U.S. builders continued in September to reduce the number of new homes they erect, reflecting a glut of unsold properties nationwide.
U.S. builders continued in September to reduce the number of
new homes they erect as the country suffers from a glut of unsold properties,
the government reported.
The Commerce Department said nationwide housing starts
dropped 6.3 percent to a seasonally adjusted annual rate of 817,000, the lowest
Officials with the National Association of Home Builders
said the report’s findings were predictable.
“While lower than generally
expected, today’s numbers are not surprising in light of our latest builder
surveys and evidence of persistently high inventories of new and existing
homes, weakening home prices, falling payroll employment and declining consumer
sentiment,” said David Seiders, the NAHB’s chief economist. “With the impacts
of the record-breaking housing contraction now spilling over to other key
sectors of the economy and weighing heavily on financial markets, an additional
economic stimulus package -- including substantial measures to spur home buying
and limit foreclosures -- is the best chance we have to limit the severity of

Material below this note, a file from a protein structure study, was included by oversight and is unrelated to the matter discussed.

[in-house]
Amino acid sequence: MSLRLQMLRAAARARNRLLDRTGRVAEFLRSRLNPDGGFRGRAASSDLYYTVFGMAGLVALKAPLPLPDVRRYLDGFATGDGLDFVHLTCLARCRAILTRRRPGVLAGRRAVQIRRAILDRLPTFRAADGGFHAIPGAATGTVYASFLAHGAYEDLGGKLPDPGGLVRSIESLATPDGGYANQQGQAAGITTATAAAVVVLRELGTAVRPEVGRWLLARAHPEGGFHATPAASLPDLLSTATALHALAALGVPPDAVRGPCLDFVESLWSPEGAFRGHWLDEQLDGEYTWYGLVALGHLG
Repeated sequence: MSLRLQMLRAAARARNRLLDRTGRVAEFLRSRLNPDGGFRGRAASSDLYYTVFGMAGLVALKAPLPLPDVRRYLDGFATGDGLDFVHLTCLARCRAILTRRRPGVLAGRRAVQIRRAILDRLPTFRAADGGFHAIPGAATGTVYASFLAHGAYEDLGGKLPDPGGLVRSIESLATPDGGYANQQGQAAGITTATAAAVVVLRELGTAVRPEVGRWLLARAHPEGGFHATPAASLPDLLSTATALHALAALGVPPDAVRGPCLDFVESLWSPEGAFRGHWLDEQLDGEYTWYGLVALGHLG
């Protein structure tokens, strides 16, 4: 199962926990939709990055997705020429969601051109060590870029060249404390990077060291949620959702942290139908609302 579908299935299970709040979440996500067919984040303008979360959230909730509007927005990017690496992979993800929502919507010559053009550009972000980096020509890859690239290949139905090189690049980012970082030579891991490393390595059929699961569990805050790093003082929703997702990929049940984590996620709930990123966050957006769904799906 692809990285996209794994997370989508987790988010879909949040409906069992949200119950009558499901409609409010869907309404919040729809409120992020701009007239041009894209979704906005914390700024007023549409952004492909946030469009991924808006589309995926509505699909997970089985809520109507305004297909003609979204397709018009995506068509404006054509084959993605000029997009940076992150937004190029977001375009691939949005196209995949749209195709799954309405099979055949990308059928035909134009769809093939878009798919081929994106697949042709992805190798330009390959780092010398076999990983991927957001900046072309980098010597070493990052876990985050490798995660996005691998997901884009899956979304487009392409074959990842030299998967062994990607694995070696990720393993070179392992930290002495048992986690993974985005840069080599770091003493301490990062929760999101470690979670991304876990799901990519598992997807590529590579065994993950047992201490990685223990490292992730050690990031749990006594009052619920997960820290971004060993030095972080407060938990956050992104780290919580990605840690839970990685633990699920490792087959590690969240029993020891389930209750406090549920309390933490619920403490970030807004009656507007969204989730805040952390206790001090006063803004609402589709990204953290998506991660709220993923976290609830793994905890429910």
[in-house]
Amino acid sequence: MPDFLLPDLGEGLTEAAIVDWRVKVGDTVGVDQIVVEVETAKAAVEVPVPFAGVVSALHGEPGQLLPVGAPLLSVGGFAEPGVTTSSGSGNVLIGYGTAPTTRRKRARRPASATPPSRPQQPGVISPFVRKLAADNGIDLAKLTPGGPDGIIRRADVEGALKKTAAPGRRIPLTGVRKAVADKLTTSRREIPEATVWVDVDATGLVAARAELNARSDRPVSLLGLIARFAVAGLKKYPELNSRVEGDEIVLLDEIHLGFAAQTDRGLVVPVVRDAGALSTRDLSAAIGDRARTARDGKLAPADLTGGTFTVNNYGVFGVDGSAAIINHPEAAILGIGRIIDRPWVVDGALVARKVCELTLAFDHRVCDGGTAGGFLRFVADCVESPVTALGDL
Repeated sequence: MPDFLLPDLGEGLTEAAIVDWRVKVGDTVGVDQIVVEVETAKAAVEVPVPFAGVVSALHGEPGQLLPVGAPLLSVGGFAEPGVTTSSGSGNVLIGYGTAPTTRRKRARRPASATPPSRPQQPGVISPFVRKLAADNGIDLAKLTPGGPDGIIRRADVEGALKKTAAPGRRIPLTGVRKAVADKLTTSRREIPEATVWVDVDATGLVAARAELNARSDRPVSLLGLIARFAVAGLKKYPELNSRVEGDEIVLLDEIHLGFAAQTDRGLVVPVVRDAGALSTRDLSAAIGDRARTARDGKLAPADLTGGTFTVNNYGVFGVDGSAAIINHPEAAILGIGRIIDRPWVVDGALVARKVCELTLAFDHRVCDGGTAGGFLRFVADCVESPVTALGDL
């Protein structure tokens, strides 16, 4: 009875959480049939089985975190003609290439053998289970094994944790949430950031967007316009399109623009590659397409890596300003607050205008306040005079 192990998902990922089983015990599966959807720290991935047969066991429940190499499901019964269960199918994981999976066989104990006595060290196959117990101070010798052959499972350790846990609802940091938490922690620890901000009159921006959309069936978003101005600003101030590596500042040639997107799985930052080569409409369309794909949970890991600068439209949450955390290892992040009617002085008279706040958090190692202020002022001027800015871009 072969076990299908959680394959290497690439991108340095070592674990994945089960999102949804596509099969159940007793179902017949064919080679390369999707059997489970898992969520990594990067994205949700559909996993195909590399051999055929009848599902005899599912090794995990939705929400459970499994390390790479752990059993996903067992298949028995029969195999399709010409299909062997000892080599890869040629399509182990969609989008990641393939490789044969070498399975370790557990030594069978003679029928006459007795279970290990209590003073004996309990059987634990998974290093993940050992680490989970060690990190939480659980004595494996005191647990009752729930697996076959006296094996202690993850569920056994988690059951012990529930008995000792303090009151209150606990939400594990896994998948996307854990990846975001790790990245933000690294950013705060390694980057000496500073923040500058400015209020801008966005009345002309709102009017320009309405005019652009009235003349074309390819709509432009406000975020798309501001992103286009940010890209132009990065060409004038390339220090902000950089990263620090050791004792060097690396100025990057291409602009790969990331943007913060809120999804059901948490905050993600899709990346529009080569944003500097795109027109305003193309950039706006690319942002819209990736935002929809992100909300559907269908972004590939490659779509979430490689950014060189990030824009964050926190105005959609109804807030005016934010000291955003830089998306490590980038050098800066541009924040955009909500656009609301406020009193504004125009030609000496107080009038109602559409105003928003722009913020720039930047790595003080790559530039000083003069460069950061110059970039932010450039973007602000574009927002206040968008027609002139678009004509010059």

Some political watchers have
predicted that Congress could pass an additional stimulus bill in the final weeks of the 2007-2008 session following Tuesday’s elections.
It’s strongly needed, said
association Chairwoman Sandy Dunn, a builder from Point Pleasant, W.Va.
“Builders are doing all they can to bring supply and
demand back into balance by limiting new production and offering substantial
incentives to prospective buyers,” she said. “Unfortunately, the heavy toll
that today’s financial-market woes are taking on consumer confidence is a major
impediment to getting housing back on track as an engine of economic growth,
and additional government help most likely is needed to help stimulate new
Housing starts stay on down trend
November 3, 2008